Come to think of it, I forget how regular normal force works... Because I remember it's just Fnormal = mg sinθ, but if that was the case, let's say Fexternal = 0 then Fnet would just be -μmg sinθ, meaning it would decelerate past 0 and accelerate in the other direction! That can't be right...?
 
  • #4
In a dry bearing the pivot pin only touches the bearing over a relatively small area . The normal force on that area and the coefficient of friction give you the tangential friction force . Force times radius of pivot pin gives you the friction torque .

The mechanics of what happens in a dry bearing can be more complex than this in reality but the simple calculation is what is commonly used and gives reasonably accurate results .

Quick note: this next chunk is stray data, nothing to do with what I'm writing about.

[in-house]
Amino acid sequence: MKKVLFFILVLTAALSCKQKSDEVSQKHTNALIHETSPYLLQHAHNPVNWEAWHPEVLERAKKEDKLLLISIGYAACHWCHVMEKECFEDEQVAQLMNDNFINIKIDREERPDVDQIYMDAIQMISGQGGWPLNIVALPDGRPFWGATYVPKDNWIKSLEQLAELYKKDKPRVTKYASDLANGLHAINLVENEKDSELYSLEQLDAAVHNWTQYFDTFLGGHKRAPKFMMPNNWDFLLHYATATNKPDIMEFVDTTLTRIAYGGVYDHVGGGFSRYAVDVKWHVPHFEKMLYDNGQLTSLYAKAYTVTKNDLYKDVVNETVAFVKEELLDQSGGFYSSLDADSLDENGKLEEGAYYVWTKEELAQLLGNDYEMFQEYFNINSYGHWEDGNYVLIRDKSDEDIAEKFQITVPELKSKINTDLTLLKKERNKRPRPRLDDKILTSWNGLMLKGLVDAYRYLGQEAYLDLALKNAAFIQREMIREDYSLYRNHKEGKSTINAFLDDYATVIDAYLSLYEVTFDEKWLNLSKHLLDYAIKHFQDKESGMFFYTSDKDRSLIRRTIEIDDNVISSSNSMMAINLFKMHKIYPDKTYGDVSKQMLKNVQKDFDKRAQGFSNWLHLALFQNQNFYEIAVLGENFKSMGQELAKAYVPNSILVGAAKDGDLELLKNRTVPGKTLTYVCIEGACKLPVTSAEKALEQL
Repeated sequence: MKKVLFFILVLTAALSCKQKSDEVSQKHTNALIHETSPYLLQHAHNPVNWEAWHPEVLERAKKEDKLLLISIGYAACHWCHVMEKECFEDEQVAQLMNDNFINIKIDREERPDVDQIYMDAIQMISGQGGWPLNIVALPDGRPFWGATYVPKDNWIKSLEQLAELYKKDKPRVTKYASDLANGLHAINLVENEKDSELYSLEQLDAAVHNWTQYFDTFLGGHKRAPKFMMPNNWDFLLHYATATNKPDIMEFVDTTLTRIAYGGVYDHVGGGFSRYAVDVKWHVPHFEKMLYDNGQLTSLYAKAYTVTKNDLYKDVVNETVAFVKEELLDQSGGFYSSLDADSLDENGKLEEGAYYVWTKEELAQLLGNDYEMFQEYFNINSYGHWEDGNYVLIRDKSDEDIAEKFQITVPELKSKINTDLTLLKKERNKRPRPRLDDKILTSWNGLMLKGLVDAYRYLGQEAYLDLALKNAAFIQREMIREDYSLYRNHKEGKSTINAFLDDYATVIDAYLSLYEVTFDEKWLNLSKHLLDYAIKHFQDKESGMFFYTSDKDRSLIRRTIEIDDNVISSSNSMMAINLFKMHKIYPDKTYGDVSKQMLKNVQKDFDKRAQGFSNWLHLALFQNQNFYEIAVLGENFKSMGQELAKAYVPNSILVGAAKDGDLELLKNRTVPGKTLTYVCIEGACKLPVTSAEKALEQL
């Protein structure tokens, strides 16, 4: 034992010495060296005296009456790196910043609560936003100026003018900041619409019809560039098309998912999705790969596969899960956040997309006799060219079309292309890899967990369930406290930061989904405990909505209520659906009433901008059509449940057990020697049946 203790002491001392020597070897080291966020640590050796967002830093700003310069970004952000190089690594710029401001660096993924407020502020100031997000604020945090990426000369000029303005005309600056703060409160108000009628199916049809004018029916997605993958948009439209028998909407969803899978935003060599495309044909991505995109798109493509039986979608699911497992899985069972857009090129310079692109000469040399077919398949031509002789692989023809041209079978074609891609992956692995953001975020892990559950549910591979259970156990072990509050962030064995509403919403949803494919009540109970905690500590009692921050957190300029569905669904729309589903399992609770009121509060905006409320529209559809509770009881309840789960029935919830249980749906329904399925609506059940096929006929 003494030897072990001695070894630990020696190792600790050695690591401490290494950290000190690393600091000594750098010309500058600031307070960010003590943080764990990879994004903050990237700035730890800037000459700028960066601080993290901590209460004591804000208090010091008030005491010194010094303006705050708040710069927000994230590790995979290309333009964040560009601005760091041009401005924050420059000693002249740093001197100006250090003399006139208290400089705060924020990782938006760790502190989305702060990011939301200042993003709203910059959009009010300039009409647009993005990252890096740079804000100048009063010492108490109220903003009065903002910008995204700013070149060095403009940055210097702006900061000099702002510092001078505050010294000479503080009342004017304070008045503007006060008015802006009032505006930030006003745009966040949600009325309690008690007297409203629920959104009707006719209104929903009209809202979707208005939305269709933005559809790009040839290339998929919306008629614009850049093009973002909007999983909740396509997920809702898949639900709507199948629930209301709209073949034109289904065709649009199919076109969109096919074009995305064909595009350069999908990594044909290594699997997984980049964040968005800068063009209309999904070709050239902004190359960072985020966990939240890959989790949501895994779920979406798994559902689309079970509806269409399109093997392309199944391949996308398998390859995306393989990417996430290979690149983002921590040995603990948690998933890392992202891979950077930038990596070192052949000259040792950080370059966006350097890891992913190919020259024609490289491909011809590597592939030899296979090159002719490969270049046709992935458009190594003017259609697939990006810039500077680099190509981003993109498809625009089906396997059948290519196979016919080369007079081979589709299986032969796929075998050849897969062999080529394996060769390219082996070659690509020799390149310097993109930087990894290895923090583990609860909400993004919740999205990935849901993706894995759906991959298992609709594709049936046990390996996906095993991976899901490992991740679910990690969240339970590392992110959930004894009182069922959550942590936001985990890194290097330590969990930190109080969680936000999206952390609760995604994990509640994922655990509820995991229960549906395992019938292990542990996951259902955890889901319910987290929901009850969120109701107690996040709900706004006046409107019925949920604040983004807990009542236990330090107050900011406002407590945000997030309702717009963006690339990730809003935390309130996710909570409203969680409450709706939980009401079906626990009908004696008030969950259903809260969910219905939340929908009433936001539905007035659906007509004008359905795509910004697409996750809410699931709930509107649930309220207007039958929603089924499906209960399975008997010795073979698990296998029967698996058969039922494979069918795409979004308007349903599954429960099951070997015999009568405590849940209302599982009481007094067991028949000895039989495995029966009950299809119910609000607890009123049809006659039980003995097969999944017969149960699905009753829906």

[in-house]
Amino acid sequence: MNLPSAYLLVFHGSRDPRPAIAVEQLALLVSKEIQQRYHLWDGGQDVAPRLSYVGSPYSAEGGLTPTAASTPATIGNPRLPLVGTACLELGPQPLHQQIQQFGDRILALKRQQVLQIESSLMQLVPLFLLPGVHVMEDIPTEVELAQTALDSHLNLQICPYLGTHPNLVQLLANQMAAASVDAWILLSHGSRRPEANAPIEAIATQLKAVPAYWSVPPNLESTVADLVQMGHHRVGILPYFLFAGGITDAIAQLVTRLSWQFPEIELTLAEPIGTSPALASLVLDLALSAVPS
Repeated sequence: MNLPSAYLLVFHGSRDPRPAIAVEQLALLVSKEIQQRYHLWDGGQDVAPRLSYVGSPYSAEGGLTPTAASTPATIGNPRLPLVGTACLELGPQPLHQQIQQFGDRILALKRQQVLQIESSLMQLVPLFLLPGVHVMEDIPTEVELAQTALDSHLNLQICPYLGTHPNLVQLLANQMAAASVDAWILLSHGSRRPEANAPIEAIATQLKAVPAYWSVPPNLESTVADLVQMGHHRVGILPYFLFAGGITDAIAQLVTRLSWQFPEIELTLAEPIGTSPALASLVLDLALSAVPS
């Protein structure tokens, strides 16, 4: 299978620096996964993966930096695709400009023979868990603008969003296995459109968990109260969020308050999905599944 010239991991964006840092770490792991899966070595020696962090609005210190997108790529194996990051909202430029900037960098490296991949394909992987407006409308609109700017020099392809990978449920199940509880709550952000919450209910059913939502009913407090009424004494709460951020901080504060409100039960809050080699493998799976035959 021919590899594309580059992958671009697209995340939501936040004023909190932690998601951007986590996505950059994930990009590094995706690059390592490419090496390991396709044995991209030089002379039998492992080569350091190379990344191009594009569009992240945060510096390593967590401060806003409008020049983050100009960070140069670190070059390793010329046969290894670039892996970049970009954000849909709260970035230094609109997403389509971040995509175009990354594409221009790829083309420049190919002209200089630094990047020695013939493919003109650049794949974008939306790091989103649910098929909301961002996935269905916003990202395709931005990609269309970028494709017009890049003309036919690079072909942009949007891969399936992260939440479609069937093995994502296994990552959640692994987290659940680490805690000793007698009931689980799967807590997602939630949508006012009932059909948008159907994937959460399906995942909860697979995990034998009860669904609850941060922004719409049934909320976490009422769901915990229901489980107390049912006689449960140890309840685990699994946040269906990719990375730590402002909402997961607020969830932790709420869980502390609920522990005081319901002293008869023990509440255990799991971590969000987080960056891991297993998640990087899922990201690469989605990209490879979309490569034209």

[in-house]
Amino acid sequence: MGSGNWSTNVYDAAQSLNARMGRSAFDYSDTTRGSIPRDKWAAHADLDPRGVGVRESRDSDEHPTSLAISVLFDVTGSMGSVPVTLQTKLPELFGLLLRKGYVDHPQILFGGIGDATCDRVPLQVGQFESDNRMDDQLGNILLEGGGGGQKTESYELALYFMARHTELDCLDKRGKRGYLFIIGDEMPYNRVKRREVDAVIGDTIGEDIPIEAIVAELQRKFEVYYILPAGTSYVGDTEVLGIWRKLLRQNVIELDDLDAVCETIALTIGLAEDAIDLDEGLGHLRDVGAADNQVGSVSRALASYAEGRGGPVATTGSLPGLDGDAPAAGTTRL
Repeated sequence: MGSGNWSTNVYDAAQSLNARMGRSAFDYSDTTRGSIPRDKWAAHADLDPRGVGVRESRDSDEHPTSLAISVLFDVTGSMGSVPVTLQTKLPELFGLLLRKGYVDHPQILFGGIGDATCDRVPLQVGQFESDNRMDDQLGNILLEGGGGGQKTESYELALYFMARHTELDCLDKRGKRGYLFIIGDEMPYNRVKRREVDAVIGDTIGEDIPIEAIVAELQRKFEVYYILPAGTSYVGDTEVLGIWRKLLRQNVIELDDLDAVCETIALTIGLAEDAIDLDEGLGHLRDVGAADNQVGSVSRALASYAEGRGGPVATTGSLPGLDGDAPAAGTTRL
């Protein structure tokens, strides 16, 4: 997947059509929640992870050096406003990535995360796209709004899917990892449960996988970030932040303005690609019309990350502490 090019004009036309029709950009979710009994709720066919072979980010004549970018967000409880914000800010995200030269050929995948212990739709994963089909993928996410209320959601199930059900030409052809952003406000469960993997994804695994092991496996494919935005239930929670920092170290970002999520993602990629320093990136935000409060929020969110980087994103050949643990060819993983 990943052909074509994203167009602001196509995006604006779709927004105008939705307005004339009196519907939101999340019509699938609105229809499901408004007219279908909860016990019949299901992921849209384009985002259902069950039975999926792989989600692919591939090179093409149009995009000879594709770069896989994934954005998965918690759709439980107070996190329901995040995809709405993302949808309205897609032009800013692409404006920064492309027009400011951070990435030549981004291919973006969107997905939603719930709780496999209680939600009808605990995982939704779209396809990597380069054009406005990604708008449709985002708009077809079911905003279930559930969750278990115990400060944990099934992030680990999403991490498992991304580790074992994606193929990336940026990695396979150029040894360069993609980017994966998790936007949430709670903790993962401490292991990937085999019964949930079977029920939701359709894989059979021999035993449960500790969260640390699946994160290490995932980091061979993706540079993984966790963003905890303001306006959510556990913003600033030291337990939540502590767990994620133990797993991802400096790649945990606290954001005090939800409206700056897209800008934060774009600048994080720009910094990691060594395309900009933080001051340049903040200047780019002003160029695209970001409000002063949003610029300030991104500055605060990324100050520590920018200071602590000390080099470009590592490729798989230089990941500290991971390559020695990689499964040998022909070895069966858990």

In a lubricated bearing friction torque is mainly due to viscous drag effects . Can be estimated theoretically but calculations are not easy for real bearing systems .

Retarding torque on pendulum arm may in any case be due to air resistance as well as pivot friction .
 
  • #5
Ahh, ok. The tangential friction force times radius makes perfect sense, but now how do I apply that? I can't simply subtract it from the external torque, because unless I'm doing something wrong that would make it continue to accelerate in the opposite direction even after decelerating to a complete stop.
 
  • #6
Friction only acts to oppose motion .

Try drawing a free body diagram for the pendulum arm .
 

Related to How to find torque of rotational friction on an axle?

1. What is torque of rotational friction on an axle?